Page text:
Philosophical theism is the belief that a deity exists (or must exist) independent of the teaching or revelation of any particular religion. It represents belief in a personal God entirely without doctrine. Some philosophical theists are persuaded of a god's existence by philosophical arguments, while others consider themselves to have a religious faith that need not be, or could not be, supported by rational argument.

For some of them, such as Christiaan Huygens listed among the notable philosophical theists, science or rationality itself may be viewed as a kind of worship:

Christiaan Huygens (1629 – 1695) was a prominent Dutch mathematician and scientist. Huygens was first to formulate what is now known as the second of Newton's laws of motion in a quadratic form. He regarded science as a form of “Worship”, that is, one can serve God by studying and admiring his works: "And we shall worship and reverence that God the Maker of all these things; we shall admire and adore his Providence and wonderful Wisdom which is displayed and manifested all over the Universe, to the confusion of those who would have the Earth and all things formed by the shuffling Concourse of Atoms, or to be without beginning."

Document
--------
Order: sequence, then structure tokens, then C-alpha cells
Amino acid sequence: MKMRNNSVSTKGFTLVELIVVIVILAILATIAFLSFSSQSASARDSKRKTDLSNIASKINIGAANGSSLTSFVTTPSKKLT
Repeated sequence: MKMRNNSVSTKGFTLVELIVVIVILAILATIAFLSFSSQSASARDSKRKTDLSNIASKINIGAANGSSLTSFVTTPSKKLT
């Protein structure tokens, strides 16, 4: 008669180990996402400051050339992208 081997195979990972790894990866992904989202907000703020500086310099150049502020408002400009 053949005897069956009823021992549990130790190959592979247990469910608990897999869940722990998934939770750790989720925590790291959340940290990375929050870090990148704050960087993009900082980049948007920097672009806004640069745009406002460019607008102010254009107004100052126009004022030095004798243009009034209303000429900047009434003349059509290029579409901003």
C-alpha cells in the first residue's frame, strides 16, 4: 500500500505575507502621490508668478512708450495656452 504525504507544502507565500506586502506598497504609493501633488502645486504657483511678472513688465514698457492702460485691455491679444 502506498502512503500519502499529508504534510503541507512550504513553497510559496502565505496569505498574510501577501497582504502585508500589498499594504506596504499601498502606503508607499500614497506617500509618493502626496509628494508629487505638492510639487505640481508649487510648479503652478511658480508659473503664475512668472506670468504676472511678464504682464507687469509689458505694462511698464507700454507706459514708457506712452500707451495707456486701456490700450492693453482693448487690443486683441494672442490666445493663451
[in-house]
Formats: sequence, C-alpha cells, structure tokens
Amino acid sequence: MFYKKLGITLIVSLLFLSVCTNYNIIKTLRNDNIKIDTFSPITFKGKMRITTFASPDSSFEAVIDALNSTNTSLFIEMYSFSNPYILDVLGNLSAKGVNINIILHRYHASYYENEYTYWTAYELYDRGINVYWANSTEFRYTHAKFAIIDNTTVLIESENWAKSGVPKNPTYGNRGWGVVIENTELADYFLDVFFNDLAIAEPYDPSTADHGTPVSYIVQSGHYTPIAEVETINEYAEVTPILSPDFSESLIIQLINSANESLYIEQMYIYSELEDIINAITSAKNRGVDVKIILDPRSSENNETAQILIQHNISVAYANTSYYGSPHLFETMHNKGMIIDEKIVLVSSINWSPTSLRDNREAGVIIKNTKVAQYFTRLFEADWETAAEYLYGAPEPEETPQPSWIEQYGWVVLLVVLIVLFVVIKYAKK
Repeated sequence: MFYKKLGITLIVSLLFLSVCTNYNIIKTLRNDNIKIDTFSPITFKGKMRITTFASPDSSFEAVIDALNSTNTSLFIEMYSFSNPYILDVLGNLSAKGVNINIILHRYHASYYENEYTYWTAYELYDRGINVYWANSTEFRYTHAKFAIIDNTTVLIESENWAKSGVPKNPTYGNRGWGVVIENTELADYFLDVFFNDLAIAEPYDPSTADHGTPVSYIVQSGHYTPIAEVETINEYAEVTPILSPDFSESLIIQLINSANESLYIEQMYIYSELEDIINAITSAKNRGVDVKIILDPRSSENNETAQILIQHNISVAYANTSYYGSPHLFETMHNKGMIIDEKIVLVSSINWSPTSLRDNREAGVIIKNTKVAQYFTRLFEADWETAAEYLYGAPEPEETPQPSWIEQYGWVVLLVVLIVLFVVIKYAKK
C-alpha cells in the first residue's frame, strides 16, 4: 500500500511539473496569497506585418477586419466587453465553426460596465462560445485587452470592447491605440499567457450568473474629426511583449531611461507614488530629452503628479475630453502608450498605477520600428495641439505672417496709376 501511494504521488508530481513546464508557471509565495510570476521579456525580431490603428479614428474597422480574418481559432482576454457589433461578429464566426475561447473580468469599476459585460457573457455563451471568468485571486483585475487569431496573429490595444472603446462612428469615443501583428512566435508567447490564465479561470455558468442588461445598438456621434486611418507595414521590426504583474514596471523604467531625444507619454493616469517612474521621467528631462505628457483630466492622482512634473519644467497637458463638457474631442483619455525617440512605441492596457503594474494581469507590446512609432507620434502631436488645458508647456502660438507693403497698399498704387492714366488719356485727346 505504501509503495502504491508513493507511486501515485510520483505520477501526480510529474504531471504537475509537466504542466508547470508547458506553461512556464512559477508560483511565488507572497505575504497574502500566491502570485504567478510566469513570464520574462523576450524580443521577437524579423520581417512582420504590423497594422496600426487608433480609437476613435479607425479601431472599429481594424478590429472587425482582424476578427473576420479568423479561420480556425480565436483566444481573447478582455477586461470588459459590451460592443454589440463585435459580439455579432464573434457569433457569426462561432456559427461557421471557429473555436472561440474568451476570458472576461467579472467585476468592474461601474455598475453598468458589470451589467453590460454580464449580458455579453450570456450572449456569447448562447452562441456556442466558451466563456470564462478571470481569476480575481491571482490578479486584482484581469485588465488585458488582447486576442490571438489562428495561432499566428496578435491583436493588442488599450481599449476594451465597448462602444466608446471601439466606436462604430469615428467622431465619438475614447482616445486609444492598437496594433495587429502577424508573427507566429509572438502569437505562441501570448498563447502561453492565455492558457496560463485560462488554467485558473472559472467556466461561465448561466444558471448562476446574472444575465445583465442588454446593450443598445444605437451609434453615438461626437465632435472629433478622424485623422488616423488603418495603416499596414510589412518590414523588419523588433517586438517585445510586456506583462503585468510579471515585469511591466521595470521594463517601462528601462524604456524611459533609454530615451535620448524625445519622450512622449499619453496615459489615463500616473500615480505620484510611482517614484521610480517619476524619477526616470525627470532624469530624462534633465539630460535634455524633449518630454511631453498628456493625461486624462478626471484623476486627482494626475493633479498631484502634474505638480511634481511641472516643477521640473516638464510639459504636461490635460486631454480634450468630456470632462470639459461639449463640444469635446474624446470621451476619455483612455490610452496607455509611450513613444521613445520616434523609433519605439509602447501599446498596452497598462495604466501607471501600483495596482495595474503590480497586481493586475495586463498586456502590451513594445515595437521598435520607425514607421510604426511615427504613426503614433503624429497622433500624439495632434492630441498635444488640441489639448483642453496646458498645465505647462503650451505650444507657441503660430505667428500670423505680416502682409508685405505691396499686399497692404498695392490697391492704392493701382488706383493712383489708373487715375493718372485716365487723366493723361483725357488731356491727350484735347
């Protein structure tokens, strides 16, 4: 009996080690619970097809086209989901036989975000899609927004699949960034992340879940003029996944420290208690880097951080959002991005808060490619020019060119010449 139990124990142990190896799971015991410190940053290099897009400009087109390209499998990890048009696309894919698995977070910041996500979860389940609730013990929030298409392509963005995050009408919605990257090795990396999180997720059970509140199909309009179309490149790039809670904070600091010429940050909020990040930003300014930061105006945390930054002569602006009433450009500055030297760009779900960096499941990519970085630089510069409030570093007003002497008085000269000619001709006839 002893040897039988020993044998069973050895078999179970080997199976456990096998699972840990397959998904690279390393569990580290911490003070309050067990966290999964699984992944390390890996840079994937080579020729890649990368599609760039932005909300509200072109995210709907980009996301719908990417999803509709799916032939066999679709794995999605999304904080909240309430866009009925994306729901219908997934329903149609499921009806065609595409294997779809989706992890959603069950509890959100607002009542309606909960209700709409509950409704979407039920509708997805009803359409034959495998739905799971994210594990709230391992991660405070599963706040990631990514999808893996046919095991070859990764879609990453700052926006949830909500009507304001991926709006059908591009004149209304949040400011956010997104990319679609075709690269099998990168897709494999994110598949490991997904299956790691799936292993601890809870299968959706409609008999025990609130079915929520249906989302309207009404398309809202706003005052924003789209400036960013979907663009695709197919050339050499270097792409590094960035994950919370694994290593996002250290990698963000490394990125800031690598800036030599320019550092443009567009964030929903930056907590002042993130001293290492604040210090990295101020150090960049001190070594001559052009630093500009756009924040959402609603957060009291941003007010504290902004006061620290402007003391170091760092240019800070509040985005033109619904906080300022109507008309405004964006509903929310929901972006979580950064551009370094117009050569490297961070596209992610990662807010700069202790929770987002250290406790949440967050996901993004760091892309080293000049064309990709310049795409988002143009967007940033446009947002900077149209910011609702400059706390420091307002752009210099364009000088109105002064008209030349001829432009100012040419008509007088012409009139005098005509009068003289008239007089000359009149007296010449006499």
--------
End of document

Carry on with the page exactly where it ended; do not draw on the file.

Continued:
One might try to separate theism from worship by describing theism as an indifferent rational acknowledgement of God while describing worship as a more committed and personal acknowledgement of God. However, given a broader view of the idea of worship as "worth"-ship, one could also argue that just rationally acknowledging the existence of God is a form of worship.


Reference

Wikipedia, "Philosophical theism" https://en.wikipedia.org/wiki/Philosophical_theism

Wikipedia, "Worship" https://en.wikipedia.org/wiki/Worship

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source | link

Consider the question expressed in the title: *Does theism imply worship?"

The answer depends on how one defines "theism" and "worship". If a mere rational acceptance of the existence of a God is called "theism" and if that is all that is needed for "worship", then theism does imply worship and the answer would be yes. However, if worship requires more than a rational acceptance of the existence of a God, then answer would be no.

Wikipedia describes "worship" as the following:

Worship is an act of religious devotion usually directed towards a deity. An act of worship may be performed individually, in an informal or formal group, or by a designated leader.